Suchinda Kraprayoon, who was the coup leader in 1991 and said he would not seek to become Prime Minister, was nominated as one by the majority coalition government after the 1992 general election. This caused a popular demonstration in Bangkok, which ended with a military crackdown. Bhumibol intervened in the event and Suchinda then resigned. The 1997 Asian financial crisis originated in Thailand and ended the country's 40 years of uninterrupted economic growth. Chuan Leekpai government took an IMF loan with unpopular provisions. The populist Thai Rak Thai party, led by prime minister Thaksin Shinawatra, governed from 2001 until 2006. His policies were successful in reducing rural poverty and initiated universal healthcare in the country. and initiated universal healthcare in the country.escalated starting from 2004. The 2004 Indian Ocean earthquake and tsunami hit the country, mostly in the south. Massive protests against Thaksin led by the People's Alliance for Democracy (PAD) started in his second term of premiership and filled with alleged corruption changes, ended with a coup d'état in 2006. The junta installed a military government that lasted a year.

    In 2007, a civilian government led by the Thaksin-allied People's Power Party (PPP) was elected. Another protest led by PAD ended with the dissolution of PPP, and the Democrat Party led a coalition government in its place. The pro-Thaksin United Front for Democracy Against Dictatorship (UDD) protested both in 2009 and in 2010.

    After the general election of 2011, the populist Pheu Thai Party won a majority, and Yingluck Shinawatra, Thaksin's younger sister became Prime Minister. The People's Democratic Reform Committee organized another anti-Shinawatra protest after the ruling party tabled amnesty bill which would benefit Thaksin. Yingluck dissolved the parliament and a general election was set up. However, it was invalidated later by the Constitution Court. The crisis ended with another coup d'état in 2014, the second coup in a decade. The National Council for Peace and Order, a military junta led by General Prayut Chan-o-cha, has led the country since. Civil and political rights were restricted, and the country saw a surge in lèse-majesté cases. Political opponents and dissenters were sent to "attitude adjustment" camps. Bhumibol, the longest-reigning Thai king, died in 2016, and his son Vajiralongkorn Ascended the throne. The referendum and adoption of Thailand's current constitution happened under the junta's rule. In 2019, the junta agreed to schedule a general election in March. However, it was still undecided amid allegation of election fraud.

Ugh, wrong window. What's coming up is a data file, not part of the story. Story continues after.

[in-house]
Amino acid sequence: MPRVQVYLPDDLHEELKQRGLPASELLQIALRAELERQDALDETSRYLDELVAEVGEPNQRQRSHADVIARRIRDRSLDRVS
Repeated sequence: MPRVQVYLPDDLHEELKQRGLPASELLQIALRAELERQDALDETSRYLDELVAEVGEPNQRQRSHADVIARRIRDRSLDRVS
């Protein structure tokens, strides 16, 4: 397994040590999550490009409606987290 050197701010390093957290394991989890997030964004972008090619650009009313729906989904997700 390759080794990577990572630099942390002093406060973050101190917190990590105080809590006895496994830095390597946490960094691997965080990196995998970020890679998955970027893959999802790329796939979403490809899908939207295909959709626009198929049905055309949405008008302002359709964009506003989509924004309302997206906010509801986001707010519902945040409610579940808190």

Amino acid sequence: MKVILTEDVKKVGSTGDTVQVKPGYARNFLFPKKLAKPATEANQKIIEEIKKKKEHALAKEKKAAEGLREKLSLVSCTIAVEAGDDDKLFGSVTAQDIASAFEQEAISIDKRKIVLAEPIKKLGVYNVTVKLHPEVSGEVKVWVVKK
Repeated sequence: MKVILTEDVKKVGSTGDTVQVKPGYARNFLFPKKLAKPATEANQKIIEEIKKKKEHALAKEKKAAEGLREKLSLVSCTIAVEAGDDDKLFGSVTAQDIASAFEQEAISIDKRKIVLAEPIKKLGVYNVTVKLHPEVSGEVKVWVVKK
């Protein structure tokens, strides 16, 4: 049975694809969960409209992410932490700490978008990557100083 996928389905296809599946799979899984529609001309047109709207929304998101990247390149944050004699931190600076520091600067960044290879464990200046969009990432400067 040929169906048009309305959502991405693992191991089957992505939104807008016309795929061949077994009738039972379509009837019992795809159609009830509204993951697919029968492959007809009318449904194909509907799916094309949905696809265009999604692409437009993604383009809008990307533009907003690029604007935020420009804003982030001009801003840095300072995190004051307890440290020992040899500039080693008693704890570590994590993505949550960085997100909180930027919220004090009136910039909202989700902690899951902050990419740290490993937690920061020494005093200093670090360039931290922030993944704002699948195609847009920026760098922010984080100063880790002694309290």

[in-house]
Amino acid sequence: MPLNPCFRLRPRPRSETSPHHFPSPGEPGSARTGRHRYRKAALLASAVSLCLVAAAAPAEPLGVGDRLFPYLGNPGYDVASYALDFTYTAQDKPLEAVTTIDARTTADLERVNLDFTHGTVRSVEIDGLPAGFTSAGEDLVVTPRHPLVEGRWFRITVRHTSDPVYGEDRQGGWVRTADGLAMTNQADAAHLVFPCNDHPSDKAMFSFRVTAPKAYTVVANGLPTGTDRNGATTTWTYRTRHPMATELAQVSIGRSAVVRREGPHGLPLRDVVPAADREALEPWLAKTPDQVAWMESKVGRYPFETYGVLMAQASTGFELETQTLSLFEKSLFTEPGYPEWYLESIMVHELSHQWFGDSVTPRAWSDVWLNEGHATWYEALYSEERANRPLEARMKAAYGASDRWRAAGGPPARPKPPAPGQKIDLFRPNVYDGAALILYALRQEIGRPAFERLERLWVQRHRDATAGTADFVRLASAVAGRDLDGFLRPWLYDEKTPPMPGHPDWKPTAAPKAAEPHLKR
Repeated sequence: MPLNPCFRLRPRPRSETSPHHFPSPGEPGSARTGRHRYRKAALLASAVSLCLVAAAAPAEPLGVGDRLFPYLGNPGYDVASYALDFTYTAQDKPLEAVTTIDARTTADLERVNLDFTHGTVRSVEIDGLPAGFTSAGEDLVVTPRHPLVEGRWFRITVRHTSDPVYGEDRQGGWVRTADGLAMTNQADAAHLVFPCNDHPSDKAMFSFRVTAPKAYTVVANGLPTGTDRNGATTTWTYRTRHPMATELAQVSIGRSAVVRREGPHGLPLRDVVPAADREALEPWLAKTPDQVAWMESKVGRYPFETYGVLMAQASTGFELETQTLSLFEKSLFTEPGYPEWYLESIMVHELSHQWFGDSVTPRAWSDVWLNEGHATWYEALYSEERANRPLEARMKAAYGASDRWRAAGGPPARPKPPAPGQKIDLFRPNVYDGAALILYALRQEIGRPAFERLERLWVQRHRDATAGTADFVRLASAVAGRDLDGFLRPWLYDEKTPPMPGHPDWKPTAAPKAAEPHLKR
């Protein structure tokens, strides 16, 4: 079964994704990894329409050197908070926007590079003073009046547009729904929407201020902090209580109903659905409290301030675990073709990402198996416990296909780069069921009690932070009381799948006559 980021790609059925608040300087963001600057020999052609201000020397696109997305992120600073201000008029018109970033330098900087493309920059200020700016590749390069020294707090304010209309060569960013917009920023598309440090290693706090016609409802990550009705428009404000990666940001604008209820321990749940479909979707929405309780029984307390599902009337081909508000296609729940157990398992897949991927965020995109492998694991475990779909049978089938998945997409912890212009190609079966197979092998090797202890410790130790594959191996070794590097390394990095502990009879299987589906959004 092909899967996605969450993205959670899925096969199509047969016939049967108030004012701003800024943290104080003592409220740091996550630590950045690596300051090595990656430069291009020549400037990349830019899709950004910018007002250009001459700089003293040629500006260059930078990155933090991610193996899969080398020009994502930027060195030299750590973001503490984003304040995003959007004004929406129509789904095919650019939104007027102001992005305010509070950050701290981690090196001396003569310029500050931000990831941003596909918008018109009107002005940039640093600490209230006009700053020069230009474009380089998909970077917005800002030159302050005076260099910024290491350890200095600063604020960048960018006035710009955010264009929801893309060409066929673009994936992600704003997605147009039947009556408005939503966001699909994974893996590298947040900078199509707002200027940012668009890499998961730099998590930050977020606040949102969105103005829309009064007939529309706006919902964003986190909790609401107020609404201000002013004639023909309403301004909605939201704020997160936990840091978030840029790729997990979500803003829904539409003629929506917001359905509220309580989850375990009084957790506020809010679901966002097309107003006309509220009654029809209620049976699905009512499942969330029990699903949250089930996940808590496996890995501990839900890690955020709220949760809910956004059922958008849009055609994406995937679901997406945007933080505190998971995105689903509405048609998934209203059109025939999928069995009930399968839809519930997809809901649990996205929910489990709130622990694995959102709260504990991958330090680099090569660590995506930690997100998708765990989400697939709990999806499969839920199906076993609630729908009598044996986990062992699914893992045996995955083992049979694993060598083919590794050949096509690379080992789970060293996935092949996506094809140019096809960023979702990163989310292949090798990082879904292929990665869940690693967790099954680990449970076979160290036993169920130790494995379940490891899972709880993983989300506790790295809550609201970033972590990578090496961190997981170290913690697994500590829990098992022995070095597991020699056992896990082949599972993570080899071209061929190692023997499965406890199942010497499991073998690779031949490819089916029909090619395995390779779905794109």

Organizations and Affiliations

    • ASEAN (Association of South East Asian Nations)
    • United Nations
    • AEC (Asean Economics Community)
    • APEC (Asia-Pacific Economic Cooperation)
    • ILO (International Labour Organization)
    • WWF (World Wildlife Fund)



    The Government of Thailand, or formally the Royal Thai Government is the unitary government of the Kingdom of Thailand. The country emerged as a modern nation state after the foundation of the Chakri Dynasty and the city of Bangkok in 1782. The Revolution of 1932 brought an end to absolute monarchy and replaced it with a constitutional monarchy.

    Public Views


    Map Thailand In Today

    Totaling 513,120 square kilometers (198,120 sq mi), Thailand is the 50th-largest country by total area. The highest point in Thailand is Doi Inthanon 2,565 m (8,415 ft). The terrain in Thailand is commonly high mountains, upland plateau, and the climate is mostly tropical wet and dry, or savanna.